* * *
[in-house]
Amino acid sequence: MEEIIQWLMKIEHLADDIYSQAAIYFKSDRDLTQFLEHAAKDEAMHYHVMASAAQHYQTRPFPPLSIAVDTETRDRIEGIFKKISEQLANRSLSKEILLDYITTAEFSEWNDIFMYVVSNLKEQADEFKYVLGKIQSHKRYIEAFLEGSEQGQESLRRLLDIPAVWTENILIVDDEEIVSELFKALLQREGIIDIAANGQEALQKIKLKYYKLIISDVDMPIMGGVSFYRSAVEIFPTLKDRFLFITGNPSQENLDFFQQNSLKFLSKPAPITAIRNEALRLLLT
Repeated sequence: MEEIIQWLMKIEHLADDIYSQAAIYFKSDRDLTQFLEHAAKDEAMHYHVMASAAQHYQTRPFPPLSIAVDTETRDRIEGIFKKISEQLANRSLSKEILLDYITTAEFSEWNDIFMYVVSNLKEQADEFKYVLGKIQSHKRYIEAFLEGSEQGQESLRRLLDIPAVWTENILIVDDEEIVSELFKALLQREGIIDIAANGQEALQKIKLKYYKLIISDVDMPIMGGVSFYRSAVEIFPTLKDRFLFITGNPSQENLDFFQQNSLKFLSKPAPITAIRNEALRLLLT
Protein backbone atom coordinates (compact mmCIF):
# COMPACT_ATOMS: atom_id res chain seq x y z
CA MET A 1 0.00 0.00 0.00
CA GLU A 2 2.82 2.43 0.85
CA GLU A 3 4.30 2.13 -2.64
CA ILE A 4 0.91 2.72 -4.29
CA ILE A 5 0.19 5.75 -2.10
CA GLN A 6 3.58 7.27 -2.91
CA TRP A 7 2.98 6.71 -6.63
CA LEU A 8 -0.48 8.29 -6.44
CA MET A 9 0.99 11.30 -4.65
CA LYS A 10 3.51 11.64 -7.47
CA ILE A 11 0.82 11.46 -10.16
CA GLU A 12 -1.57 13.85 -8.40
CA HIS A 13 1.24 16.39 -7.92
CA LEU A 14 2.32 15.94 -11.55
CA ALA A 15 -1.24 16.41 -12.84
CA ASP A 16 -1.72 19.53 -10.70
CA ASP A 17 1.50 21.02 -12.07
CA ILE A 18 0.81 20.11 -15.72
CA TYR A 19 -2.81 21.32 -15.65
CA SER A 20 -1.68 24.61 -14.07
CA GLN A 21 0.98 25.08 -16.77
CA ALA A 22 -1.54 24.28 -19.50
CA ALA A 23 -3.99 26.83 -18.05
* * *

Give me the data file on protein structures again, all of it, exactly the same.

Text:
[in-house]
Amino acid sequence: MEEIIQWLMKIEHLADDIYSQAAIYFKSDRDLTQFLEHAAKDEAMHYHVMASAAQHYQTRPFPPLSIAVDTETRDRIEGIFKKISEQLANRSLSKEILLDYITTAEFSEWNDIFMYVVSNLKEQADEFKYVLGKIQSHKRYIEAFLEGSEQGQESLRRLLDIPAVWTENILIVDDEEIVSELFKALLQREGIIDIAANGQEALQKIKLKYYKLIISDVDMPIMGGVSFYRSAVEIFPTLKDRFLFITGNPSQENLDFFQQNSLKFLSKPAPITAIRNEALRLLLT
Repeated sequence: MEEIIQWLMKIEHLADDIYSQAAIYFKSDRDLTQFLEHAAKDEAMHYHVMASAAQHYQTRPFPPLSIAVDTETRDRIEGIFKKISEQLANRSLSKEILLDYITTAEFSEWNDIFMYVVSNLKEQADEFKYVLGKIQSHKRYIEAFLEGSEQGQESLRRLLDIPAVWTENILIVDDEEIVSELFKALLQREGIIDIAANGQEALQKIKLKYYKLIISDVDMPIMGGVSFYRSAVEIFPTLKDRFLFITGNPSQENLDFFQQNSLKFLSKPAPITAIRNEALRLLLT
Protein backbone atom coordinates (compact mmCIF):
# COMPACT_ATOMS: atom_id res chain seq x y z
CA MET A 1 0.00 0.00 0.00
CA GLU A 2 2.82 2.43 0.85
CA GLU A 3 4.30 2.13 -2.64
CA ILE A 4 0.91 2.72 -4.29
CA ILE A 5 0.19 5.75 -2.10
CA GLN A 6 3.58 7.27 -2.91
CA TRP A 7 2.98 6.71 -6.63
CA LEU A 8 -0.48 8.29 -6.44
CA MET A 9 0.99 11.30 -4.65
CA LYS A 10 3.51 11.64 -7.47
CA ILE A 11 0.82 11.46 -10.16
CA GLU A 12 -1.57 13.85 -8.40
CA HIS A 13 1.24 16.39 -7.92
CA LEU A 14 2.32 15.94 -11.55
CA ALA A 15 -1.24 16.41 -12.84
CA ASP A 16 -1.72 19.53 -10.70
CA ASP A 17 1.50 21.02 -12.07
CA ILE A 18 0.81 20.11 -15.72
CA TYR A 19 -2.81 21.32 -15.65
CA SER A 20 -1.68 24.61 -14.07
CA GLN A 21 0.98 25.08 -16.77
CA ALA A 22 -1.54 24.28 -19.50
CA ALA A 23 -3.99 26.83 -18.05